Once upon a time a foolish brahmin came to visit Birbal with a strange request. He wanted to be addressed as ‘pandit’. Now, the term ‘pandit’ refers to a man of learning. But unfortunately this poor brahmin was uneducated. Birbal tried to explain the difference to him saying that it was not correct to call an uneducated man a pandit and because of this very reason it would be improper to call him so. But the silly brahmin had his heart set on this title.
So, as usual, Birbal had a brilliant idea. He said that as the brahmin was an uneducated man he should hurl abuses and stones at anyone who dared to address him by the very same title he wanted. Then Birbal called all his servants to himself and ordered them to call this lowly brahmin a pandit. The brahmin was very pleased. But the moment the servants started calling out to him as ‘pandit’ he pretended to be very angry and started to abuse them loudly. Then he picked up a few stones and hurled them in their direction. All as per clever Birbal’s advice.
All this shouting and screaming drew a crowd. When people realised that this brahmin was erupting every time anyone called him ‘pandit’, they all started to tease him. Over the next couple of days, he would constantly hear the refrain ‘pandit’ wherever he went. Very soon the whole town started referring to him as ‘pandit’ much to his delight.
The foolish brahmin never realised why people were calling him in this manner. And was extremely pleased with the result. He thanked Birbal from the very bottom of his foolish heart.
Full Moon, Quarter Moon
Once Birbal went to Persia at the invitation of that country’s King. Parties were extended in his honor and rich gifts heaped up near him. On the eve of his departure to home, a nobleman asked him as how he would compare the king of Persia with his own King. Birbal said – “Your King is the full Moon, whereas mine could be like a quarter Moon.” The Persians got very happy to hear this analogy.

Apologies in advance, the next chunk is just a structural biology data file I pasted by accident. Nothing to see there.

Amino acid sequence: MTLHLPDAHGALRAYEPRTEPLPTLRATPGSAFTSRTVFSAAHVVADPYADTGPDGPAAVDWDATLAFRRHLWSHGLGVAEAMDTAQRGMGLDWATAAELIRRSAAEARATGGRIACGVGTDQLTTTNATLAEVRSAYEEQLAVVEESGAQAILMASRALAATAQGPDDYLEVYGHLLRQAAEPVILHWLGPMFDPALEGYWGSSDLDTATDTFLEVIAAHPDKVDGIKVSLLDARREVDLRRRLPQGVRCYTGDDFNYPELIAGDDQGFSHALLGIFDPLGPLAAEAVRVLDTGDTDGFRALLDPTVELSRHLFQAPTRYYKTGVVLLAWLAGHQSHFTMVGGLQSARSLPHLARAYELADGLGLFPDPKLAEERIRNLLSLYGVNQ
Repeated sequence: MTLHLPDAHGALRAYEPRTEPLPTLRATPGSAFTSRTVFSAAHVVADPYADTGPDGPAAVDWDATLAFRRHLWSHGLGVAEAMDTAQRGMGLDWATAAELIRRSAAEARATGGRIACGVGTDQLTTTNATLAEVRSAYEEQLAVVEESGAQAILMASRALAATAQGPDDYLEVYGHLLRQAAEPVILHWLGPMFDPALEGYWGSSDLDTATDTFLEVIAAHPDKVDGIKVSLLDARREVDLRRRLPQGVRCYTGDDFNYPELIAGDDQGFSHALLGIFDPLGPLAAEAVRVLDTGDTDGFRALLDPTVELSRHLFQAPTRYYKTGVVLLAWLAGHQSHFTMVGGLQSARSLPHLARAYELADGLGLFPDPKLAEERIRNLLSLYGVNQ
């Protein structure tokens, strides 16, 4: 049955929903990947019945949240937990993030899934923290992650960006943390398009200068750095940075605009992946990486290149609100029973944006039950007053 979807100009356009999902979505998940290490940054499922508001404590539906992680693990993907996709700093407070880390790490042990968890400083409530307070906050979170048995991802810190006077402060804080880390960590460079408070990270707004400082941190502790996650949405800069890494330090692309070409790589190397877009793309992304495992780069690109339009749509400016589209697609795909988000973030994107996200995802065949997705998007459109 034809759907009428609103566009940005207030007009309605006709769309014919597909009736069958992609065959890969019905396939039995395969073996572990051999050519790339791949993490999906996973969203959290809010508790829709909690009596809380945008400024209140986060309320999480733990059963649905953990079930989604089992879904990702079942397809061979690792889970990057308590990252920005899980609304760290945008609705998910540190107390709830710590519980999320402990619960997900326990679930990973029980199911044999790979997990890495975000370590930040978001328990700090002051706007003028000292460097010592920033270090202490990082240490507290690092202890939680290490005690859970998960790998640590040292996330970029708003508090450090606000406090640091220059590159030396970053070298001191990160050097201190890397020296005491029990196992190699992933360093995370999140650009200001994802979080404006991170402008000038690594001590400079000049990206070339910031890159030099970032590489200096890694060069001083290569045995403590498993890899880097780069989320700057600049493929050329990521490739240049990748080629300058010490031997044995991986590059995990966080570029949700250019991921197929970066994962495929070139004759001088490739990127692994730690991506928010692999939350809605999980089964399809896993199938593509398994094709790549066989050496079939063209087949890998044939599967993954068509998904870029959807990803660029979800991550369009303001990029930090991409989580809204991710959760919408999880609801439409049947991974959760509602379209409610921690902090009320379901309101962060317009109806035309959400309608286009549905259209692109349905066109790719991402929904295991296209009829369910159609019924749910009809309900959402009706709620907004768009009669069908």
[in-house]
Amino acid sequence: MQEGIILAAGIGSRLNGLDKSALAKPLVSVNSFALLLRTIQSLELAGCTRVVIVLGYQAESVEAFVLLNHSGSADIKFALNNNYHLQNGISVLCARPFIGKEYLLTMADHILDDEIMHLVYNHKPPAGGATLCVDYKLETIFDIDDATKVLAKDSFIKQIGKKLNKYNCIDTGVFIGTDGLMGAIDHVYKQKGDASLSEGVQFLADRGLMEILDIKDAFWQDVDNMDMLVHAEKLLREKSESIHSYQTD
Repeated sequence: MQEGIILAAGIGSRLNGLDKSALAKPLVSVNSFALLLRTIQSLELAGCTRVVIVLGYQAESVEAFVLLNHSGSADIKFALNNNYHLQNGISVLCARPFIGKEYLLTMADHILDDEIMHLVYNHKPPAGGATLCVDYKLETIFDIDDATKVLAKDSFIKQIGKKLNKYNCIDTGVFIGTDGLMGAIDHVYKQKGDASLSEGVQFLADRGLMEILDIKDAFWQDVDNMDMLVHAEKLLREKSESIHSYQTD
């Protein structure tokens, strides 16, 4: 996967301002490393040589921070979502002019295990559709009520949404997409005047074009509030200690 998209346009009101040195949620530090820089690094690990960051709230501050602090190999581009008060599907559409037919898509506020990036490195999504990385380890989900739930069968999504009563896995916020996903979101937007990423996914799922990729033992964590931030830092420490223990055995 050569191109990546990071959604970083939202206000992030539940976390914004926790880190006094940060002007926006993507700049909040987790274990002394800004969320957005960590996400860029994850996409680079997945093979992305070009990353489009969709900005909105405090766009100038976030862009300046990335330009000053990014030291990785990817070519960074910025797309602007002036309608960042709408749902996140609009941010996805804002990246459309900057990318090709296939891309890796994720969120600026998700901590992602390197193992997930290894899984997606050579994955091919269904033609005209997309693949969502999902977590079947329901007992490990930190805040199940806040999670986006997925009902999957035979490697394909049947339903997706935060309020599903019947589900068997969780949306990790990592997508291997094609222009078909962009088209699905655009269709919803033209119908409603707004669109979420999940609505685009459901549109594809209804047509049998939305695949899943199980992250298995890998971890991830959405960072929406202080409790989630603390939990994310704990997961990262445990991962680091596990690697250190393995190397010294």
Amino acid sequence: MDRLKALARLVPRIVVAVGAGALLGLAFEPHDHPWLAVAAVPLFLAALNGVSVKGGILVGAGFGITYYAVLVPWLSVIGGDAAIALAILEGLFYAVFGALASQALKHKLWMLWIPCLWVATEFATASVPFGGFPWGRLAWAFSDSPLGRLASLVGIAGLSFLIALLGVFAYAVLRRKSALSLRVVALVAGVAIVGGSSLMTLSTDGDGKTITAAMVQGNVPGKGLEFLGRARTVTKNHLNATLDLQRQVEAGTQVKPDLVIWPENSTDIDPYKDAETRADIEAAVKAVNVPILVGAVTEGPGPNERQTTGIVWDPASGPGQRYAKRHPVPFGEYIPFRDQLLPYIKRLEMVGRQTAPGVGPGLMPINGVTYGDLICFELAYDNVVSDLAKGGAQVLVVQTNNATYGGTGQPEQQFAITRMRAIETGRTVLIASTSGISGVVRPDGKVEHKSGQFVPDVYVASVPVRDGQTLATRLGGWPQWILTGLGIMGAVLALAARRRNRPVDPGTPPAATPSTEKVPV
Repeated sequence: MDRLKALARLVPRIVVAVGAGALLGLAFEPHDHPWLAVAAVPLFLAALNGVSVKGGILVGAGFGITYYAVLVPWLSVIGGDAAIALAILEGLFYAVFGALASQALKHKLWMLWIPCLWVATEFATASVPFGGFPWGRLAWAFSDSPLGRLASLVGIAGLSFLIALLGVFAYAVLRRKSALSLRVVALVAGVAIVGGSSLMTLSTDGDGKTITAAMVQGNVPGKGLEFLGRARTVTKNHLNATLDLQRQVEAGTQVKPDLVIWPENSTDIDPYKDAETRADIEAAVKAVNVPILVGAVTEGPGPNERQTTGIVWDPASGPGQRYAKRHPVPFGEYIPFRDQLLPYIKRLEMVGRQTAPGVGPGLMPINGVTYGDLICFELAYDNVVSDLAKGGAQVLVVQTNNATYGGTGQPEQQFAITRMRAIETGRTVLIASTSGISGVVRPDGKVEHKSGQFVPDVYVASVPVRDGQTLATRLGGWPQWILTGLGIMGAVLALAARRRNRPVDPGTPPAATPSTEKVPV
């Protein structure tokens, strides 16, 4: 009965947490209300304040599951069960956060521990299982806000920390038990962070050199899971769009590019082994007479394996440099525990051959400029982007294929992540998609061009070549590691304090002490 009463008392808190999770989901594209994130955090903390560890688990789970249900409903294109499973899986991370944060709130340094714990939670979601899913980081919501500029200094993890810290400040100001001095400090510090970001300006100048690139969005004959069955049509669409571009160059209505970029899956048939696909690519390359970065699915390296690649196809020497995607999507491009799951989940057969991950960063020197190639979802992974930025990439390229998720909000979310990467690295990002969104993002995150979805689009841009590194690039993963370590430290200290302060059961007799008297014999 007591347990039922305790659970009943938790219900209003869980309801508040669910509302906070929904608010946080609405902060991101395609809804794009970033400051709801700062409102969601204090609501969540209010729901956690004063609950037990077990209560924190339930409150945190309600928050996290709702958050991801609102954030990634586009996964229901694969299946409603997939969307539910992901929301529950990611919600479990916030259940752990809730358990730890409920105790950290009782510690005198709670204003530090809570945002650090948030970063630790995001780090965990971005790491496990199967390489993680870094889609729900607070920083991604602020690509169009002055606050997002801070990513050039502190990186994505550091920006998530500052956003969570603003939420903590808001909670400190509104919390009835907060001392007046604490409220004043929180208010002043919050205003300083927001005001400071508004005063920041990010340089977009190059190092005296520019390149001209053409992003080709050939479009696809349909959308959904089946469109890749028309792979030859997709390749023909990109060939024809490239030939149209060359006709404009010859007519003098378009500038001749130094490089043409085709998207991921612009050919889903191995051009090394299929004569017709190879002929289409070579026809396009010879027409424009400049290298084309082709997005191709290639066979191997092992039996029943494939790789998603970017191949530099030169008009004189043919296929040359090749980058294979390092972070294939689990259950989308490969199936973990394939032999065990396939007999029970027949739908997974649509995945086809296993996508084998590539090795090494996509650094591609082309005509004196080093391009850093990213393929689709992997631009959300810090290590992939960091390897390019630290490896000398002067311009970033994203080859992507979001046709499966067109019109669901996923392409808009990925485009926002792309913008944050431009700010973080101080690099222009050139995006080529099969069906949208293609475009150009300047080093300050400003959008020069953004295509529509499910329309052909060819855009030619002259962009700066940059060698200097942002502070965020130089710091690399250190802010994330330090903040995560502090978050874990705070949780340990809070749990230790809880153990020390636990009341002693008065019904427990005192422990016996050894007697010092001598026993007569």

Now Birbal got home and he found that Emperor Akbar was furious with him. He demanded angrily – “How could you belittle your own king? You are a traitor.” Birbal said politely – “No, Your Majesty, no. I cannot belittle you. What I said there meant – “The Full Moon diminishes and disappears onward, while the quartered Moon grows gradually day by day. What I, in fact, wanted to tell the world that your power is growing day by day while the King of Persia’s is about to decline now.”
Akbar grunted in satisfaction and welcomed Birbal back from his journey with a warm embrace.
The Monkey and the Wedge
A merchant once started building a temple in the middle of his garden. Many masons and carpenters were working for the merchant. They took time off every day to go to the town for their lunch. One day, when the workers left for lunch a batch of monkeys landed at the temple site and began playing with whatever caught their fancy. One of the monkeys saw a partly sawed log of wood and a wedge fixed in it so that it does not close up.
Curious to know what it is, the monkey began furiously tugging at the wedge. At last the wedge came off, not before trapping the legs of the monkey into the rift of the log. Very soon, not able to get his legs out of the closed wood, the monkey died.
Moral of the story : Never poke your nose into others affair.